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I've gone through various combinations of cable modems, routers, computers, and apartments in my life, and one thing has always puzzled me. Why is it so difficult to get these things to connect to the internet? Once I'm connected, they work great, but establishing the initial connection is always painful.

I dread the days when I need to unplug my modem or router, because it usually results in something like this:

  1. Plug everything back in.
  2. Wait, fruitlessly trying to load google.com every few minutes.
  3. Check router's status, and see that it has IP 0.0.0.0.
  4. Unplug one device at random.
  5. Wait five minutes, while facing Jerusalem.
  6. Plug device back in.
  7. Check router again, now it has a private address like 192.168.x.x.
  8. Unplug something else.
  9. Call my cable company.
  10. While waiting on hold, google.com finally loads.

Why is this? Is this an inherently difficult problem? Is there a foolproof technique that I'm not aware of?

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8  
... What? I've always just plugged it in and it's worked. You must have terrible luck with ISPs or infrastructure. –  Ignacio Vazquez-Abrams Jul 14 '10 at 0:49
4  
@Ignacio: Ah, the famous "it works for me" fumble. That is the worst argument in history. This is a VERY common problem, and unless you have a particularly simple network (i.e. modem -> router -> 1 computer), it is an entirely legitimate question. –  jrista Jul 14 '10 at 0:57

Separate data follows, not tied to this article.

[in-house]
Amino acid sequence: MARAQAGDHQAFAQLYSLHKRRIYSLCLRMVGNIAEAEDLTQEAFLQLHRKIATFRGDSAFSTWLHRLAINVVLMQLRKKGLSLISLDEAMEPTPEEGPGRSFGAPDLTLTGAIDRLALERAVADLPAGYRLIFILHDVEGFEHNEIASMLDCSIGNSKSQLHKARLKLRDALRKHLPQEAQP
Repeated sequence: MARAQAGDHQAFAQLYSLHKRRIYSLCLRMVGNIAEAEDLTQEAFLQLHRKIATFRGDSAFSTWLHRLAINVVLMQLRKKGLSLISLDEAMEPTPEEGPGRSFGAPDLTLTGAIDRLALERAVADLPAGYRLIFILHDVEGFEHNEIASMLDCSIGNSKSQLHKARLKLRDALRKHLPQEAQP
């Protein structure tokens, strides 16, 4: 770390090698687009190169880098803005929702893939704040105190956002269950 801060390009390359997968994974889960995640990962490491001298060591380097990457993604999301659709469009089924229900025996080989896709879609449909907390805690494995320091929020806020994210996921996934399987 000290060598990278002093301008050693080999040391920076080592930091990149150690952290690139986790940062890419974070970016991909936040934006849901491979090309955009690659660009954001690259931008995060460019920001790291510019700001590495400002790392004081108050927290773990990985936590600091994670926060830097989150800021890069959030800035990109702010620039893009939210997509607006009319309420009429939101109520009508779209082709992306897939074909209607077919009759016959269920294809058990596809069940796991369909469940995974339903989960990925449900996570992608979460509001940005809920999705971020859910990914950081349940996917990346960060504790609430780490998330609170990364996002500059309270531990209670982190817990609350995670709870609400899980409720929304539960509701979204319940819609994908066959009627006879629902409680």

1  
@jrista: "it just works" is on par with "it does not work", i can't see any difference in the quality of both arguments. –  akira Jul 14 '10 at 13:31
    
I've always faced the Bermuda Triangle and somehow lost track of time... –  A.Donahue Aug 2 '10 at 16:42

7 Answers 7

I have often found that if you plug in the cable modem and give it a minute or so to fully boot and get the necessary IP info, then power up the router, things go more smoothly. However, that experience has all been with Rogers in Canada

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1  
I can second that for the Austrian UPC-branch called Chello. It's most likely for every cable modem and provider a good advise. –  Bobby Jul 14 '10 at 13:27